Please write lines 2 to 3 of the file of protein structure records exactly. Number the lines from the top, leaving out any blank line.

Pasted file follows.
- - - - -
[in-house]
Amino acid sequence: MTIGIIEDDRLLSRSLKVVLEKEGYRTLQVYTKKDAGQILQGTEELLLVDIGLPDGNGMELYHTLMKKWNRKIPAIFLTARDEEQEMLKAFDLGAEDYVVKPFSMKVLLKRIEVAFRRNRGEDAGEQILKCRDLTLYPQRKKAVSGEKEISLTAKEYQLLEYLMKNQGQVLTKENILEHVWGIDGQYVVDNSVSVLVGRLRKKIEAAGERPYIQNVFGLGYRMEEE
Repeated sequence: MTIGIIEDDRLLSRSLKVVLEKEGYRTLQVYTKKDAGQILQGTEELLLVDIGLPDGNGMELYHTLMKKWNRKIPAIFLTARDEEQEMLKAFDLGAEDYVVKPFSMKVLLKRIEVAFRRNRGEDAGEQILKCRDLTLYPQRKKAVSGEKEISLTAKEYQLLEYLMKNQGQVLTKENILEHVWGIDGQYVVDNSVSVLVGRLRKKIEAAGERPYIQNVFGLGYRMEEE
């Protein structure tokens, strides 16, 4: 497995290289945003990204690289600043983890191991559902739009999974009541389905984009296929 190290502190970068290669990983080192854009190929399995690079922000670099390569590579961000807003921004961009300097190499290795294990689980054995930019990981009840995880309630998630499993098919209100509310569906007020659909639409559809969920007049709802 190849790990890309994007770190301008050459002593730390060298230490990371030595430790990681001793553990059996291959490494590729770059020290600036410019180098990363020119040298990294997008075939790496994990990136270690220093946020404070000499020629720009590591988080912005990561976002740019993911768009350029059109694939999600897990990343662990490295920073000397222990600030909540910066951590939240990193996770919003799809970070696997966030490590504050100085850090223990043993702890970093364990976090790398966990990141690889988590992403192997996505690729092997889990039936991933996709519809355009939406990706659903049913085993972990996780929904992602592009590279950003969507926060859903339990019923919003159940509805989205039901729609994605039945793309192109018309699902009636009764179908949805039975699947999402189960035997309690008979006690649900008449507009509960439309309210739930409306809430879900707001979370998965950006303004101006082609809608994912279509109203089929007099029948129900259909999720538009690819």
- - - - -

Amino acid sequence: MTIGIIEDDRLLSRSLKVVLEKEGYRTLQVYTKKDAGQILQGTEELLLVDIGLPDGNGMELYHTLMKKWNRKIPAIFLTARDEEQEMLKAFDLGAEDYVVKPFSMKVLLKRIEVAFRRNRGEDAGEQILKCRDLTLYPQRKKAVSGEKEISLTAKEYQLLEYLMKNQGQVLTKENILEHVWGIDGQYVVDNSVSVLVGRLRKKIEAAGERPYIQNVFGLGYRMEEE
Repeated sequence: MTIGIIEDDRLLSRSLKVVLEKEGYRTLQVYTKKDAGQILQGTEELLLVDIGLPDGNGMELYHTLMKKWNRKIPAIFLTARDEEQEMLKAFDLGAEDYVVKPFSMKVLLKRIEVAFRRNRGEDAGEQILKCRDLTLYPQRKKAVSGEKEISLTAKEYQLLEYLMKNQGQVLTKENILEHVWGIDGQYVVDNSVSVLVGRLRKKIEAAGERPYIQNVFGLGYRMEEE